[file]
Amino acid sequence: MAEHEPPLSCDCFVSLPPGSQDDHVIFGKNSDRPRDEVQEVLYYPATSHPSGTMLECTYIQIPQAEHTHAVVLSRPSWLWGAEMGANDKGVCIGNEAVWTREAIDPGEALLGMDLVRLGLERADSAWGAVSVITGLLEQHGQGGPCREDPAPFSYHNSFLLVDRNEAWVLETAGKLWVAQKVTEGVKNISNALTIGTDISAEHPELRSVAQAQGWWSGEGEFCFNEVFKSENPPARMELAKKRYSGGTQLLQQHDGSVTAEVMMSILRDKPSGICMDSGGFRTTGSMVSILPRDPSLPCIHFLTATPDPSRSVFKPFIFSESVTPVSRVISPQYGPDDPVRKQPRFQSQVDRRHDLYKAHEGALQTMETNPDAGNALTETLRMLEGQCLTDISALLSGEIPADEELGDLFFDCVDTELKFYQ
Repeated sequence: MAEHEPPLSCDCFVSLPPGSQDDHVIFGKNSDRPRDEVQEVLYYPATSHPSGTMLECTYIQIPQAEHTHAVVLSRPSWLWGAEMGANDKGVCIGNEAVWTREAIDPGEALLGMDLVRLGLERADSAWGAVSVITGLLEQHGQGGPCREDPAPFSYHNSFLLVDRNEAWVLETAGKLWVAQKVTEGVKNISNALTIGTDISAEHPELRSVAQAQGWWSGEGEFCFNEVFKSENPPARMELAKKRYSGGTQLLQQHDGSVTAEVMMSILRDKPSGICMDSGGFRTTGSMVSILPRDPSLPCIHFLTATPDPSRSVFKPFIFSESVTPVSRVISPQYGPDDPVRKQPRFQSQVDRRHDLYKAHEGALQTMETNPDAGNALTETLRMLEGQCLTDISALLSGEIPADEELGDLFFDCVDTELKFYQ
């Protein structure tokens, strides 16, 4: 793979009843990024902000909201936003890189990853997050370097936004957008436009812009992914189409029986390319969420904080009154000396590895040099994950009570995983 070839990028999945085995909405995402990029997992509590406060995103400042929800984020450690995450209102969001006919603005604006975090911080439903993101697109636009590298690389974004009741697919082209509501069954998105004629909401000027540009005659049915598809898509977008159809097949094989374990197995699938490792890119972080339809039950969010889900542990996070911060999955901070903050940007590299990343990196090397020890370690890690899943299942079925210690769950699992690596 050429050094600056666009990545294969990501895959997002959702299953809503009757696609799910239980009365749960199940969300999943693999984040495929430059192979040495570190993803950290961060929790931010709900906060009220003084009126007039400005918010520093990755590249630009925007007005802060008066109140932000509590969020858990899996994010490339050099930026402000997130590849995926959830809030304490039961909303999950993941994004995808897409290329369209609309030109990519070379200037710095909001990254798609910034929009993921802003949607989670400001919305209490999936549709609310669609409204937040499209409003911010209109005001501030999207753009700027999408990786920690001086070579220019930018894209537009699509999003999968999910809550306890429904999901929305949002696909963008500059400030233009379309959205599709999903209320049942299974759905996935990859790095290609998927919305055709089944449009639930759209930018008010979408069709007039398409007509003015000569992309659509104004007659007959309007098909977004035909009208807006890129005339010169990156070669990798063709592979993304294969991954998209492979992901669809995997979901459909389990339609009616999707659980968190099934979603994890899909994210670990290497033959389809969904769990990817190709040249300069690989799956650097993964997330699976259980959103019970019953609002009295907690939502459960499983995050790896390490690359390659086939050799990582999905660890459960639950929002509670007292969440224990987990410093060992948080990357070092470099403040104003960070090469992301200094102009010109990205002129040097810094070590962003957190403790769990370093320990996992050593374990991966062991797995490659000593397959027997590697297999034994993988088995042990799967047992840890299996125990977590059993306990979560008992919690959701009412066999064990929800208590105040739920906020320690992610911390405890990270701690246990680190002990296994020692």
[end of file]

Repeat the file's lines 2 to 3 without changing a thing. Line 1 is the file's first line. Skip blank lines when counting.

Repeated sequence: MAEHEPPLSCDCFVSLPPGSQDDHVIFGKNSDRPRDEVQEVLYYPATSHPSGTMLECTYIQIPQAEHTHAVVLSRPSWLWGAEMGANDKGVCIGNEAVWTREAIDPGEALLGMDLVRLGLERADSAWGAVSVITGLLEQHGQGGPCREDPAPFSYHNSFLLVDRNEAWVLETAGKLWVAQKVTEGVKNISNALTIGTDISAEHPELRSVAQAQGWWSGEGEFCFNEVFKSENPPARMELAKKRYSGGTQLLQQHDGSVTAEVMMSILRDKPSGICMDSGGFRTTGSMVSILPRDPSLPCIHFLTATPDPSRSVFKPFIFSESVTPVSRVISPQYGPDDPVRKQPRFQSQVDRRHDLYKAHEGALQTMETNPDAGNALTETLRMLEGQCLTDISALLSGEIPADEELGDLFFDCVDTELKFYQ
């Protein structure tokens, strides 16, 4: 793979009843990024902000909201936003890189990853997050370097936004957008436009812009992914189409029986390319969420904080009154000396590895040099994950009570995983 070839990028999945085995909405995402990029997992509590406060995103400042929800984020450690995450209102969001006919603005604006975090911080439903993101697109636009590298690389974004009741697919082209509501069954998105004629909401000027540009005659049915598809898509977008159809097949094989374990197995699938490792890119972080339809039950969010889900542990996070911060999955901070903050940007590299990343990196090397020890370690890690899943299942079925210690769950699992690596 050429050094600056666009990545294969990501895959997002959702299953809503009757696609799910239980009365749960199940969300999943693999984040495929430059192979040495570190993803950290961060929790931010709900906060009220003084009126007039400005918010520093990755590249630009925007007005802060008066109140932000509590969020858990899996994010490339050099930026402000997130590849995926959830809030304490039961909303999950993941994004995808897409290329369209609309030109990519070379200037710095909001990254798609910034929009993921802003949607989670400001919305209490999936549709609310669609409204937040499209409003911010209109005001501030999207753009700027999408990786920690001086070579220019930018894209537009699509999003999968999910809550306890429904999901929305949002696909963008500059400030233009379309959205599709999903209320049942299974759905996935990859790095290609998927919305055709089944449009639930759209930018008010979408069709007039398409007509003015000569992309659509104004007659007959309007098909977004035909009208807006890129005339010169990156070669990798063709592979993304294969991954998209492979992901669809995997979901459909389990339609009616999707659980968190099934979603994890899909994210670990290497033959389809969904769990990817190709040249300069690989799956650097993964997330699976259980959103019970019953609002009295907690939502459960499983995050790896390490690359390659086939050799990582999905660890459960639950929002509670007292969440224990987990410093060992948080990357070092470099403040104003960070090469992301200094102009010109990205002129040097810094070590962003957190403790769990370093320990996992050593374990991966062991797995490659000593397959027997590697297999034994993988088995042990799967047992840890299996125990977590059993306990979560008992919690959701009412066999064990929800208590105040739920906020320690992610911390405890990270701690246990680190002990296994020692």